The study findings regarding commonalities in relationships over time, despite these differences in socio-demographic and substance use characteristics of the patient populations, provide further evidence of the longitudinal relationships between services utilization and treatment outcomes. Moreover, the current study is unique in its focus on two large health service providers in which substance use disorder treatment and mental health services are provided within self-contained health care delivery systems. Much of the prior research on service delivery patients with patients with co-occurring substance use and mental health problems has focused on single programs that are either specialized for treatment of one disorder or the other or in which specialized services or integrated treatment “tracks” are provided (Tiet and Mausbach, 2007). In the current study, all patients were eligible for the full range of services, including substance use disorder and mental health treatment. Thus, the obstacles to providing integrated treatment for co-occurring substance use and mental health disorders that are commonly cited by addiction treatment providers, such as lack of resources or staff with appropriate expertise (McGovern et al., 2006), or problems in linking patients to providers in two separate service delivery systems (Havassy et al., 2009), are minimized to the extent that patients are assessed and referred for needed services within these self-contained systems.
There were also some important differences in the direction and strength of some relationships. As noted, there were positive associations between substance use and related problems over time in both samples, but these appeared to be stronger and more enduring among the VA sample. Drug-related problems were persistent from baseline to Year 1 in both samples; however, more time in treatment and continuing care services and greater participation in 12-step/self-help groups was associated with reductions in drug use and related problems in Year 1 among the VA sample (but not the HMO sample). In contrast, greater participation in mental health services was associated with reductions in alcohol use at Year 1 in the HMO sample only. Similarly, there was a stronger relationship between participation in 12-step/self-help groups and less alcohol use among the HMO sample at Year 1. It is possible that mental health treatment had a greater impact on alcohol use among patients in the HMO, particularly for patients whose alcohol use was primarily a result of their mental health problems. Conversely, individuals who reduced their alcohol use may have been more likely to engage in mental health services. Similarly, participation in 12-step/self-help groups among patients in the VA may have led to greater reductions in psychological symptoms concurrent with reductions in their cocaine and alcohol use.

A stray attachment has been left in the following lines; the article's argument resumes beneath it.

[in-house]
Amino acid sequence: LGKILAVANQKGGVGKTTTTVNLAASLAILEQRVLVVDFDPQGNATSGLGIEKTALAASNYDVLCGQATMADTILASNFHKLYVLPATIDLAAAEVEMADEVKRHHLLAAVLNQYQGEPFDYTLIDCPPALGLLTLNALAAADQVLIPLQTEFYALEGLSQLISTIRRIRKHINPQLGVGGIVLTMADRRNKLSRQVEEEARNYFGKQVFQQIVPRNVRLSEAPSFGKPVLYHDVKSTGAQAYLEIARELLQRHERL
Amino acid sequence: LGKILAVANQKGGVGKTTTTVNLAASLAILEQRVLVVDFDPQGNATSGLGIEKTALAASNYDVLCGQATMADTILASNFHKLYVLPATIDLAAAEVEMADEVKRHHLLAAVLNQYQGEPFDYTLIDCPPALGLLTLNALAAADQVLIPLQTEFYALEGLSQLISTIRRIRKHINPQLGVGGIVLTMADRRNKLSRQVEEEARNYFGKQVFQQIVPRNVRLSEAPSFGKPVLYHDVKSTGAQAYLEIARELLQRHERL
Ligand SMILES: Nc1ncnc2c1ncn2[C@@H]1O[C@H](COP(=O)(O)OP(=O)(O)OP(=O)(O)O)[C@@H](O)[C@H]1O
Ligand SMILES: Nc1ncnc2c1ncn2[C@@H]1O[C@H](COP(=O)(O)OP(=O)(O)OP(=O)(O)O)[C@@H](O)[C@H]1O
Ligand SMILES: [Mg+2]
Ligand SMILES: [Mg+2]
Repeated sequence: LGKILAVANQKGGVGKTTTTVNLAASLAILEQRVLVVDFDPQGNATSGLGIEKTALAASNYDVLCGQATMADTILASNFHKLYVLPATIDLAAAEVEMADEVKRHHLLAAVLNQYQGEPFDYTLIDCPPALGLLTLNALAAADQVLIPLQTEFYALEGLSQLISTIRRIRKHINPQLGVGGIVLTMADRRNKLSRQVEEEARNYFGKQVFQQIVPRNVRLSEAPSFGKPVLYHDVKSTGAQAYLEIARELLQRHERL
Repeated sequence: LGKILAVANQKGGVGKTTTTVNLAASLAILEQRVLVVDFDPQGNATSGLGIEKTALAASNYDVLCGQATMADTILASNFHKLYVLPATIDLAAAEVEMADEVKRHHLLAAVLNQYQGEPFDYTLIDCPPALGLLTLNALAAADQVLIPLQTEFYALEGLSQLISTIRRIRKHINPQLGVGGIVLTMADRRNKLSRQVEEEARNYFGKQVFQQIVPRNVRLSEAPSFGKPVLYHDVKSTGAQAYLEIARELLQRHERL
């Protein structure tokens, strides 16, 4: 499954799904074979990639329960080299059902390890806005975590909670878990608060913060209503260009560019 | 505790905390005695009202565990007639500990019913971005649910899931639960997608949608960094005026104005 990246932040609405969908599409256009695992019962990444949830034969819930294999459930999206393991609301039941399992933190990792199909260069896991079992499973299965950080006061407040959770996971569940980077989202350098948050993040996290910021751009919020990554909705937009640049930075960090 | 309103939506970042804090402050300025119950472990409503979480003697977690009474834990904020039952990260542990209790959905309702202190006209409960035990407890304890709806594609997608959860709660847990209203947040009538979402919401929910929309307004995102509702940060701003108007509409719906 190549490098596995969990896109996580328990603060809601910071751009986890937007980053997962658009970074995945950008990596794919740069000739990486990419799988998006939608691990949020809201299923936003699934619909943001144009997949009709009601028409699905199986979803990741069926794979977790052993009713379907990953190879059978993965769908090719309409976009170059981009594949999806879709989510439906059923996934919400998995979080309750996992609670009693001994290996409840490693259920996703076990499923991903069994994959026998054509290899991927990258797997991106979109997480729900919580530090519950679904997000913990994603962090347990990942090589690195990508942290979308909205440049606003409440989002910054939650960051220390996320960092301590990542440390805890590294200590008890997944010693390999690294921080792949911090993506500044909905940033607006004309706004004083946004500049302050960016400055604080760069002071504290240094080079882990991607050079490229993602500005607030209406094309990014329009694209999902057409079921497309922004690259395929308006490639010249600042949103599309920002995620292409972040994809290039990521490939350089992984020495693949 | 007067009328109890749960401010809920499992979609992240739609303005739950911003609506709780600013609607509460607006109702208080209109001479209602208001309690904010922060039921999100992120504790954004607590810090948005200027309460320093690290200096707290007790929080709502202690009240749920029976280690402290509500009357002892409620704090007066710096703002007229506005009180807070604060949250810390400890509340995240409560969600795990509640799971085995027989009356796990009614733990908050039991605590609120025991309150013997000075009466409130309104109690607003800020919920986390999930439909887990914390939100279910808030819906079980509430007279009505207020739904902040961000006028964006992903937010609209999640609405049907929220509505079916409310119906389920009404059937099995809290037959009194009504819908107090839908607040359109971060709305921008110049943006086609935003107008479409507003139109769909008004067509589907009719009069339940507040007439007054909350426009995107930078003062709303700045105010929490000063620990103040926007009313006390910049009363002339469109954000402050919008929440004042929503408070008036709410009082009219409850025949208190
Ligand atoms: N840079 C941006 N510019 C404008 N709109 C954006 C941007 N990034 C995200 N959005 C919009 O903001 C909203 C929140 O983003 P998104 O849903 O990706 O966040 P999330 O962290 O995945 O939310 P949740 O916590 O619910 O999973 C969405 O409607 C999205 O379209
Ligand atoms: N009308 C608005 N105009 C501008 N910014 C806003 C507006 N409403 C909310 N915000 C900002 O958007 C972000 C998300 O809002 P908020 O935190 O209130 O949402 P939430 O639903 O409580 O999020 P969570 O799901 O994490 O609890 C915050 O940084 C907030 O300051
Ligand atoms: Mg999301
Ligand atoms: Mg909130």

Interestingly, more continuing care visits for substance use treatment was associated with reductions in symptoms of depression/anxiety at follow-up in both samples. This finding may demonstrate the beneficial effects of continuing care following the index treatment episode for mental health outcomes; or conversely, that individuals with less psychological severity are more likely to engage in continuing care following treatment. This finding is consistent with a study of psychiatric inpatients with co-occurring disorders in the VA system, which demonstrated that receipt of continuing care for substance use disorders lessened the likelihood of psychiatric rehospitalization for up to 12 months (Ilgen et al., 2008). Thus, there may be a “cross-over” effect of continuing care for substance use disorders on reducing mental health problems (Tiet and Mausbach, 2007). In contrast, more outpatient mental health visits was associated with more symptoms of depression/anxiety at follow-up in both samples. Patients who were referred into mental health services from substance use disorder treatment may have more severe disorders and more enduring psychological problems, leading to higher levels of service use. Thus, the study findings help to clarify the question posed at the outset as to whether repeated use of services among individuals with co-occurring substance use and mental health problems results in their improved functioning over time, or is a marker for continued symptom severity. In the current study, greater involvement in continuing care and more 12-step/self-help participation were associated with improvements in substance use and mental health symptoms, whereas more mental health services received appeared to function as a marker for greater problem severity over time.